That the consortium commissioned with setting up charging infrastructure in Berlin is made up of two Dutch companies (Allego as CPO and The New Motion as MSP) is pure coincidence. Almost everyone was certain that RWE, Vattenfall and Ubitricity would win the deal, replace their hardware but keep the locations and simply extend their charging network together. Now, RWE is part of charging infrastructure consortium Hubject, Vattenfall can be used by anyone with a charge card from Ladenetz and the “be emobil” chargers use yet another solution. Because if things weren’t already complicated enough, Berlin has set up its own identification platform à la “we don’t depend on anyone, we make others depend on us.” In reality that means that every mobility service provider (MSP) like i.e. ChargeNow needs to negotiate with the Berlin government to set up a new IT interface – too much to ask of many MSPs.
If it were up to the Berlin Senate, RWE and Vattenfall need to retrofit their chargers or take them down all together. Many special use permits expire this year, and all attempts to compromise have failed. Vattenfall told electrive.com that it is interested in continuing to operate 12 locations in Germany’s capital, but since it only has four other AC chargers in Hamburg, there is really no base for it. RWE is a different story and the utility is even considering taking the matter to court. Maybe the men and women in suits just need to look at this from a different perspective and take into account what users want.
THE USER IS LEFT STRANDED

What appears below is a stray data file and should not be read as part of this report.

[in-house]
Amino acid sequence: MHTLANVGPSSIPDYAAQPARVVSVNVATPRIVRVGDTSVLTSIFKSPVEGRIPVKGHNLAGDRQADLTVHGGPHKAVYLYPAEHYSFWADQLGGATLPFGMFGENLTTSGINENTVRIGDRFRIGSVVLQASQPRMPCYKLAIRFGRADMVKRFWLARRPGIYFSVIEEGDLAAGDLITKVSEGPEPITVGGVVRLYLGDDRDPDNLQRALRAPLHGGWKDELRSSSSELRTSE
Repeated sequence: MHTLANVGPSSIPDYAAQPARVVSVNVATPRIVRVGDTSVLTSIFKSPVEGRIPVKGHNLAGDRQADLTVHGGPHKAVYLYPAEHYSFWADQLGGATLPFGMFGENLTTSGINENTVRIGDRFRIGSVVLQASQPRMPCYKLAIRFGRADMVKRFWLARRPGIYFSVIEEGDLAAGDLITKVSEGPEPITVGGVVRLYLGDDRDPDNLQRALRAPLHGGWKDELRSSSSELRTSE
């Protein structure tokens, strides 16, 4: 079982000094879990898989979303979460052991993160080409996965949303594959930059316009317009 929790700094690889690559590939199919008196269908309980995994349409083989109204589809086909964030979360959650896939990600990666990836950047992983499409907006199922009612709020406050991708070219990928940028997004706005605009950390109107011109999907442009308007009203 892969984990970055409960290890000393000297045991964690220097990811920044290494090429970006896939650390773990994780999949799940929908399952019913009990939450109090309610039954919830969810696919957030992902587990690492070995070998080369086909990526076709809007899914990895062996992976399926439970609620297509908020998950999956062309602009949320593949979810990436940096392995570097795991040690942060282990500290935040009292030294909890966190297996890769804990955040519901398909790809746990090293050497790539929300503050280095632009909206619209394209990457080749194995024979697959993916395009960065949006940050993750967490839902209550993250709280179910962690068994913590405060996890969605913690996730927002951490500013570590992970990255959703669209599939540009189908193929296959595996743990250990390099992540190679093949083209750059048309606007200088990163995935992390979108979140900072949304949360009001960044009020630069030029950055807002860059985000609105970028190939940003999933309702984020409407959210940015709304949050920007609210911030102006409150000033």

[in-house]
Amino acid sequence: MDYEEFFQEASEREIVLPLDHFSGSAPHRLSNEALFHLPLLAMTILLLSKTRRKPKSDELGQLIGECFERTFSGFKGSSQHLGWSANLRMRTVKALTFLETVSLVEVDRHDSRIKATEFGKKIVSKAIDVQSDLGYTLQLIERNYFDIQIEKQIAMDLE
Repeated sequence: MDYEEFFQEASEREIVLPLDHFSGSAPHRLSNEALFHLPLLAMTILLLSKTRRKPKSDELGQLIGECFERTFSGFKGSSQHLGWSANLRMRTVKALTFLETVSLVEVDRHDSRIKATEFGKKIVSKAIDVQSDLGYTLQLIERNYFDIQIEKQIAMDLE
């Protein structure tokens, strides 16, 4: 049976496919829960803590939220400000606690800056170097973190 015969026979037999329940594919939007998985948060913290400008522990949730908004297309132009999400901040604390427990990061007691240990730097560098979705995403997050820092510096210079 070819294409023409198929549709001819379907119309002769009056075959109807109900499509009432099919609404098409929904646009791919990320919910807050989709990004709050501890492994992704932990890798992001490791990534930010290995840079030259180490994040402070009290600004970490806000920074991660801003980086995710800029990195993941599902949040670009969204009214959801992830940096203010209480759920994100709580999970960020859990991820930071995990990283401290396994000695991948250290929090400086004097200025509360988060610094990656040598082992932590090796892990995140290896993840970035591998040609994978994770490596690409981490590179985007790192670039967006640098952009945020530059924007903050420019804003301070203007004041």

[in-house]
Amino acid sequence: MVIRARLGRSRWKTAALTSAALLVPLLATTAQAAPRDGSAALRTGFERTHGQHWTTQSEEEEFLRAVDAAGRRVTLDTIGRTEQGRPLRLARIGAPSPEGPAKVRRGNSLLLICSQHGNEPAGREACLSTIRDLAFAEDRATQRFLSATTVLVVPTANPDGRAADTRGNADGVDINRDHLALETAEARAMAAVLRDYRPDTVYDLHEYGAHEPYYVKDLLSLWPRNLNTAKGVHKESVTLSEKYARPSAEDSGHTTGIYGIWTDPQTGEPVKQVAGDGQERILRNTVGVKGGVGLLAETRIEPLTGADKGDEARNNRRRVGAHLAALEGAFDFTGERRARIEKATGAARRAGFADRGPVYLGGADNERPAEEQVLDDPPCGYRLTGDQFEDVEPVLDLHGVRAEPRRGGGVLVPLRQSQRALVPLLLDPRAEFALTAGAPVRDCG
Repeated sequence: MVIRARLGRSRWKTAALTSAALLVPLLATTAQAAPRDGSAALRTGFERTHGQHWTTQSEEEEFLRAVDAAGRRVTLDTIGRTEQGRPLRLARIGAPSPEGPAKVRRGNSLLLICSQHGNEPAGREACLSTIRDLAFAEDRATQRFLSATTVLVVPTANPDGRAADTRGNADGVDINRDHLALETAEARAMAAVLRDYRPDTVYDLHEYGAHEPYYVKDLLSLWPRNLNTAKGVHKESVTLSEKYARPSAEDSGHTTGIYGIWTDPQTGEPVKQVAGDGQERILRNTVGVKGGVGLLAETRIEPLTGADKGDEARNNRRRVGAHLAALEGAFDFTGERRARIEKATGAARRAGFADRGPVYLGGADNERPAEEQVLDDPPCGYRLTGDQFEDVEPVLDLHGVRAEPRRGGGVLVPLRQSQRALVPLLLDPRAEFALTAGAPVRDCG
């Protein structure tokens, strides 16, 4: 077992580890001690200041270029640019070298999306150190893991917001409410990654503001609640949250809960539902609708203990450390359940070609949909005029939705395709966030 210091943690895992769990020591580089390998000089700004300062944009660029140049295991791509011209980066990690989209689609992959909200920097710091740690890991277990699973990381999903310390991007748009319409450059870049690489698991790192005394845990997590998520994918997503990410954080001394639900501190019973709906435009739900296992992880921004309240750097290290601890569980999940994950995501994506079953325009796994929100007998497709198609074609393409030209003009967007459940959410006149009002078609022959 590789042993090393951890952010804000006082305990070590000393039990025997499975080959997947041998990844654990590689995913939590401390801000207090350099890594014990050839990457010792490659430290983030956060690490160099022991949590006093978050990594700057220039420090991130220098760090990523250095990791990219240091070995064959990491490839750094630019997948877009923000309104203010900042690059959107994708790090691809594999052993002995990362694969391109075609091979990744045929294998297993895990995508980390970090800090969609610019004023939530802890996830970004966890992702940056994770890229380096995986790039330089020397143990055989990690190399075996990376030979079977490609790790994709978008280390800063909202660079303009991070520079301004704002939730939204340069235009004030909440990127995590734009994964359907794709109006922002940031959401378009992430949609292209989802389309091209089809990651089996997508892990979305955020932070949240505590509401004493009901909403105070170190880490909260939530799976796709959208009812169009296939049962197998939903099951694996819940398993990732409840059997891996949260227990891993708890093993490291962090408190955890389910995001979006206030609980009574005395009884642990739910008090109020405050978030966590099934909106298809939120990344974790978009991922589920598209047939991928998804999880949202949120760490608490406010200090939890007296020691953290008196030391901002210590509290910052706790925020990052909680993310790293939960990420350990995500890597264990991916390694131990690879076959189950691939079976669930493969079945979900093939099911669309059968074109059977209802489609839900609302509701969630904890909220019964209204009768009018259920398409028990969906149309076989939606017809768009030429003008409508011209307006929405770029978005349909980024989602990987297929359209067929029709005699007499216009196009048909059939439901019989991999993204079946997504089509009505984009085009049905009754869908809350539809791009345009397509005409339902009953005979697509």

As a result of the isolated application, the new chargers are only slowly integrated into existing roaming networks and thus into on-board navigation systems (if at all). The author knows from experience with the BMW i3 that it doesn’t make finding the mousey grey chargers on the streets of Berlin any easier. And if you do find it, and it’s not blocked by a diesel or petrol car, then you need to have a charge card from The New Motion to use it. So much for anti-discriminatory access. BMW or VW drivers with a ChargeNow or Charge&Fuel card cannot use the new infrastructure. At least PlugSurfing provides a RFID key fob as an alternative, but that’s it. Ad hoc charging or unlocking the charger per app – keep dreaming. The digital wannabe city Berlin is sticking to RFID. Also, the Berlin Senate is very proud of the chargers’ data economy. In reality that means that more often than not, you don’t know what the charging process has cost you until about a month later. Unimaginable at a regular fueling station! And The New Motion app still cannot display the “be emobil” chargers’ status – something can do for its own infrastructure.
Pricing is another bête noire: Depending on what app you ask, it costs between 35 to 77 cents to start charging. The process is then invoiced per minute or hour. Plugging in costs 5 cents per minute or 3 euros per hour, though the prices drop during 10 p.m. and 8 a.m. Still, leaving the i3 to fully charge (about six hours) costs around 13 euros. That’s 13 euros for 100 km in the winter. RWE, on the other hand, charges per kWh, meaning the same amount will cost somewhere around 5 euros. And 13 euros per 100 km – a diesel would go twice as far for that price. Sounds petty, but that’s exactly how the many do the tally.
THE INCENTIVES ARE MISSING
In conclusion: Germany‘s capital hasn’t managed to give people enough reasons (or any reason at all) to drive electric. Charging in Berlin is expensive, not practical, and definitely not smart. And above that, electric cars don’t enjoy any other kinds of incentives either – no free parking, no using the bus lane, etc. And petrol-cars blocking charging infrastructure are left standing. So why, apart from one’s own conviction, should any Berlin resident drive an electric car?
It’s debatable whether every street really needs numerous AC chargers, like in i.e. Amsterdam, or if more DC-chargers are a better way to go. But the fact of the matter is that the former showcase region, which really wants less cars and cleaner transport, is doing everything to enable the exact opposite and isn’t doing enough to push electric mobility – the charging infrastructure debacle being the perfect example.
Author: Peter Schwierz
Translation: Carla Westerheide